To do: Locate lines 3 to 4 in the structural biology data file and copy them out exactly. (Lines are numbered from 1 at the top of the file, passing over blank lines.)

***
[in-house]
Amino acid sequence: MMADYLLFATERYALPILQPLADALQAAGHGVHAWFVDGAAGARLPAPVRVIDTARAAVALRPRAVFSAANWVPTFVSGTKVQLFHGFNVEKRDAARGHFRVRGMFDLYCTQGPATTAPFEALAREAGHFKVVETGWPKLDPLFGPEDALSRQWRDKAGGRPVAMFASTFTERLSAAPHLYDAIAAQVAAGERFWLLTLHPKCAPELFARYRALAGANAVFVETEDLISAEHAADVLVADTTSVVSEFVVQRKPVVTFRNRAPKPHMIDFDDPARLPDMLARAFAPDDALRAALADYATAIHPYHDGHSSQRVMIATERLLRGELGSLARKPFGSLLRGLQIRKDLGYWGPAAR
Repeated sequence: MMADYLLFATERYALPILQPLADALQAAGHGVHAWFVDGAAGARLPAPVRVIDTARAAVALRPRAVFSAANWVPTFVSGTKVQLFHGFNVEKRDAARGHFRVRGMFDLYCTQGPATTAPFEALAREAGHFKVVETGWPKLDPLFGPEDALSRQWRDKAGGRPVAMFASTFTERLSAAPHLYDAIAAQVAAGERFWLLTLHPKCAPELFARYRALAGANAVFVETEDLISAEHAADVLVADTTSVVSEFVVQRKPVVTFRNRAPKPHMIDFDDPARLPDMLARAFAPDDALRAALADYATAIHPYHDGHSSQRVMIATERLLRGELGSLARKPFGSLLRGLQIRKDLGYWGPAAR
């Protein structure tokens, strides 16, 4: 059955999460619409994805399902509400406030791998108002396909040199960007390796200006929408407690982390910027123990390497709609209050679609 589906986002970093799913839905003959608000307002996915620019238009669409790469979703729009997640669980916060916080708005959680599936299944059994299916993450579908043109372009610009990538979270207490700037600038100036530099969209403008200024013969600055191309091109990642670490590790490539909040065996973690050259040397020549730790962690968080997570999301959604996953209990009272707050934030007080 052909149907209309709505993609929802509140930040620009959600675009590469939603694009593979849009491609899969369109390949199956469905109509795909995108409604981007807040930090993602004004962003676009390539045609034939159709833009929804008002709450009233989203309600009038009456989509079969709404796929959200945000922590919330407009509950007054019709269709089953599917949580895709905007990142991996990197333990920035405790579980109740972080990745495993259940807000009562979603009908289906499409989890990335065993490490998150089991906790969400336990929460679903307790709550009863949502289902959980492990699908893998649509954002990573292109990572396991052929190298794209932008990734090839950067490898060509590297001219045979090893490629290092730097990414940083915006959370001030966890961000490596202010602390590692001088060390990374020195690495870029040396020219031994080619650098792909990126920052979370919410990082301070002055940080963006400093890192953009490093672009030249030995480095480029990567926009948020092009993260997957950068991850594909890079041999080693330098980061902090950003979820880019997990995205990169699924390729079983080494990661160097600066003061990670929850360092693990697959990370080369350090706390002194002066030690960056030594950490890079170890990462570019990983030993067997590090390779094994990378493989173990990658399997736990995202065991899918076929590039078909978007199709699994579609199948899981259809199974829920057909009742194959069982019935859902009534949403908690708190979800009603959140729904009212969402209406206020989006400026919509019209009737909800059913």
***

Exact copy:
Repeated sequence: MMADYLLFATERYALPILQPLADALQAAGHGVHAWFVDGAAGARLPAPVRVIDTARAAVALRPRAVFSAANWVPTFVSGTKVQLFHGFNVEKRDAARGHFRVRGMFDLYCTQGPATTAPFEALAREAGHFKVVETGWPKLDPLFGPEDALSRQWRDKAGGRPVAMFASTFTERLSAAPHLYDAIAAQVAAGERFWLLTLHPKCAPELFARYRALAGANAVFVETEDLISAEHAADVLVADTTSVVSEFVVQRKPVVTFRNRAPKPHMIDFDDPARLPDMLARAFAPDDALRAALADYATAIHPYHDGHSSQRVMIATERLLRGELGSLARKPFGSLLRGLQIRKDLGYWGPAAR
């Protein structure tokens, strides 16, 4: 059955999460619409994805399902509400406030791998108002396909040199960007390796200006929408407690982390910027123990390497709609209050679609 589906986002970093799913839905003959608000307002996915620019238009669409790469979703729009997640669980916060916080708005959680599936299944059994299916993450579908043109372009610009990538979270207490700037600038100036530099969209403008200024013969600055191309091109990642670490590790490539909040065996973690050259040397020549730790962690968080997570999301959604996953209990009272707050934030007080 052909149907209309709505993609929802509140930040620009959600675009590469939603694009593979849009491609899969369109390949199956469905109509795909995108409604981007807040930090993602004004962003676009390539045609034939159709833009929804008002709450009233989203309600009038009456989509079969709404796929959200945000922590919330407009509950007054019709269709089953599917949580895709905007990142991996990197333990920035405790579980109740972080990745495993259940807000009562979603009908289906499409989890990335065993490490998150089991906790969400336990929460679903307790709550009863949502289902959980492990699908893998649509954002990573292109990572396991052929190298794209932008990734090839950067490898060509590297001219045979090893490629290092730097990414940083915006959370001030966890961000490596202010602390590692001088060390990374020195690495870029040396020219031994080619650098792909990126920052979370919410990082301070002055940080963006400093890192953009490093672009030249030995480095480029990567926009948020092009993260997957950068991850594909890079041999080693330098980061902090950003979820880019997990995205990169699924390729079983080494990661160097600066003061990670929850360092693990697959990370080369350090706390002194002066030690960056030594950490890079170890990462570019990983030993067997590090390779094994990378493989173990990658399997736990995202065991899918076929590039078909978007199709699994579609199948899981259809199974829920057909009742194959069982019935859902009534949403908690708190979800009603959140729904009212969402209406206020989006400026919509019209009737909800059913």